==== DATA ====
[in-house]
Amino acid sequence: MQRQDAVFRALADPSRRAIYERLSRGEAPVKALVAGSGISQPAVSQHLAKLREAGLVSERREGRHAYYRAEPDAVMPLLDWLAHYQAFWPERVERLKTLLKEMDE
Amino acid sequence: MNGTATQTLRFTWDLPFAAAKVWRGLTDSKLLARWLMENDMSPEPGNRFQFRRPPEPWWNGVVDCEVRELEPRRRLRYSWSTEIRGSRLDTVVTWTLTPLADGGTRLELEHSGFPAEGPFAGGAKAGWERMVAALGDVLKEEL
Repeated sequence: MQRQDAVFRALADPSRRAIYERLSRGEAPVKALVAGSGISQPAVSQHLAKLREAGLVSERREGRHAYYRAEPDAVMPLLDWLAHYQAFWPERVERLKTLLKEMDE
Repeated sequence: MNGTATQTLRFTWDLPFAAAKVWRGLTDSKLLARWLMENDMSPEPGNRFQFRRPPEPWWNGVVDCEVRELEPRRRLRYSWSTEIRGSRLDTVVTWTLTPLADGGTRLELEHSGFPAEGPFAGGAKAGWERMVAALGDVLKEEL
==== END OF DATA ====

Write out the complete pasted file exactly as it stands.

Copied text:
[in-house]
Amino acid sequence: MQRQDAVFRALADPSRRAIYERLSRGEAPVKALVAGSGISQPAVSQHLAKLREAGLVSERREGRHAYYRAEPDAVMPLLDWLAHYQAFWPERVERLKTLLKEMDE
Amino acid sequence: MNGTATQTLRFTWDLPFAAAKVWRGLTDSKLLARWLMENDMSPEPGNRFQFRRPPEPWWNGVVDCEVRELEPRRRLRYSWSTEIRGSRLDTVVTWTLTPLADGGTRLELEHSGFPAEGPFAGGAKAGWERMVAALGDVLKEEL
Repeated sequence: MQRQDAVFRALADPSRRAIYERLSRGEAPVKALVAGSGISQPAVSQHLAKLREAGLVSERREGRHAYYRAEPDAVMPLLDWLAHYQAFWPERVERLKTLLKEMDE
Repeated sequence: MNGTATQTLRFTWDLPFAAAKVWRGLTDSKLLARWLMENDMSPEPGNRFQFRRPPEPWWNGVVDCEVRELEPRRRLRYSWSTEIRGSRLDTVVTWTLTPLADGGTRLELEHSGFPAEGPFAGGAKAGWERMVAALGDVLKEEL